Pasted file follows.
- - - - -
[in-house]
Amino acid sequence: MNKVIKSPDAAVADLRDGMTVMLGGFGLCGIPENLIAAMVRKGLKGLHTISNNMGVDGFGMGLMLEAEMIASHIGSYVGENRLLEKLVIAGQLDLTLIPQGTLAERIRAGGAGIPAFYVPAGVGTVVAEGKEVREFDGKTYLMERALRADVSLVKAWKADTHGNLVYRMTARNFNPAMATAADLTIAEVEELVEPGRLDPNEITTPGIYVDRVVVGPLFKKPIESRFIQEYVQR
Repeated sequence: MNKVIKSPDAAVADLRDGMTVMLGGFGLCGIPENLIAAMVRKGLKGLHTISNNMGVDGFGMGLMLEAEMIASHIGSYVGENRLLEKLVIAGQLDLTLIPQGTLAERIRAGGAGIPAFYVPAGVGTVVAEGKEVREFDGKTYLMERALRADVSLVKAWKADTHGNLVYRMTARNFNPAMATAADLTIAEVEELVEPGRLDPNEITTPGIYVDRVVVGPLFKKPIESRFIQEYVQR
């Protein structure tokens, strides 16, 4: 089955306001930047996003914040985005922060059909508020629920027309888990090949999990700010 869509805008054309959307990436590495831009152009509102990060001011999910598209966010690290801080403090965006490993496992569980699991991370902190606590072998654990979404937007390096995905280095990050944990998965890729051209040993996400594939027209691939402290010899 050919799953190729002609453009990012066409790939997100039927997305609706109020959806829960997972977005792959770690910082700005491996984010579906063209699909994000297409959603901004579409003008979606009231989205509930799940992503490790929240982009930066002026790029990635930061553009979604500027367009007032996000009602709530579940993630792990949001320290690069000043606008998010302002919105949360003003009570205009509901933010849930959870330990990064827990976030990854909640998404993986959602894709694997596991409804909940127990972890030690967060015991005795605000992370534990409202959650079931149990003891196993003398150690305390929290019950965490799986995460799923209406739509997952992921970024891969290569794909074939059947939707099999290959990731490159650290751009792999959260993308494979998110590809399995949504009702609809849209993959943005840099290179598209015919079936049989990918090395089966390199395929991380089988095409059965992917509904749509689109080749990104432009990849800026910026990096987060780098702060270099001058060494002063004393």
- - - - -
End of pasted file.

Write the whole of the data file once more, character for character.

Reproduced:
[in-house]
Amino acid sequence: MNKVIKSPDAAVADLRDGMTVMLGGFGLCGIPENLIAAMVRKGLKGLHTISNNMGVDGFGMGLMLEAEMIASHIGSYVGENRLLEKLVIAGQLDLTLIPQGTLAERIRAGGAGIPAFYVPAGVGTVVAEGKEVREFDGKTYLMERALRADVSLVKAWKADTHGNLVYRMTARNFNPAMATAADLTIAEVEELVEPGRLDPNEITTPGIYVDRVVVGPLFKKPIESRFIQEYVQR
Repeated sequence: MNKVIKSPDAAVADLRDGMTVMLGGFGLCGIPENLIAAMVRKGLKGLHTISNNMGVDGFGMGLMLEAEMIASHIGSYVGENRLLEKLVIAGQLDLTLIPQGTLAERIRAGGAGIPAFYVPAGVGTVVAEGKEVREFDGKTYLMERALRADVSLVKAWKADTHGNLVYRMTARNFNPAMATAADLTIAEVEELVEPGRLDPNEITTPGIYVDRVVVGPLFKKPIESRFIQEYVQR
């Protein structure tokens, strides 16, 4: 089955306001930047996003914040985005922060059909508020629920027309888990090949999990700010 869509805008054309959307990436590495831009152009509102990060001011999910598209966010690290801080403090965006490993496992569980699991991370902190606590072998654990979404937007390096995905280095990050944990998965890729051209040993996400594939027209691939402290010899 050919799953190729002609453009990012066409790939997100039927997305609706109020959806829960997972977005792959770690910082700005491996984010579906063209699909994000297409959603901004579409003008979606009231989205509930799940992503490790929240982009930066002026790029990635930061553009979604500027367009007032996000009602709530579940993630792990949001320290690069000043606008998010302002919105949360003003009570205009509901933010849930959870330990990064827990976030990854909640998404993986959602894709694997596991409804909940127990972890030690967060015991005795605000992370534990409202959650079931149990003891196993003398150690305390929290019950965490799986995460799923209406739509997952992921970024891969290569794909074939059947939707099999290959990731490159650290751009792999959260993308494979998110590809399995949504009702609809849209993959943005840099290179598209015919079936049989990918090395089966390199395929991380089988095409059965992917509904749509689109080749990104432009990849800026910026990096987060780098702060270099001058060494002063004393």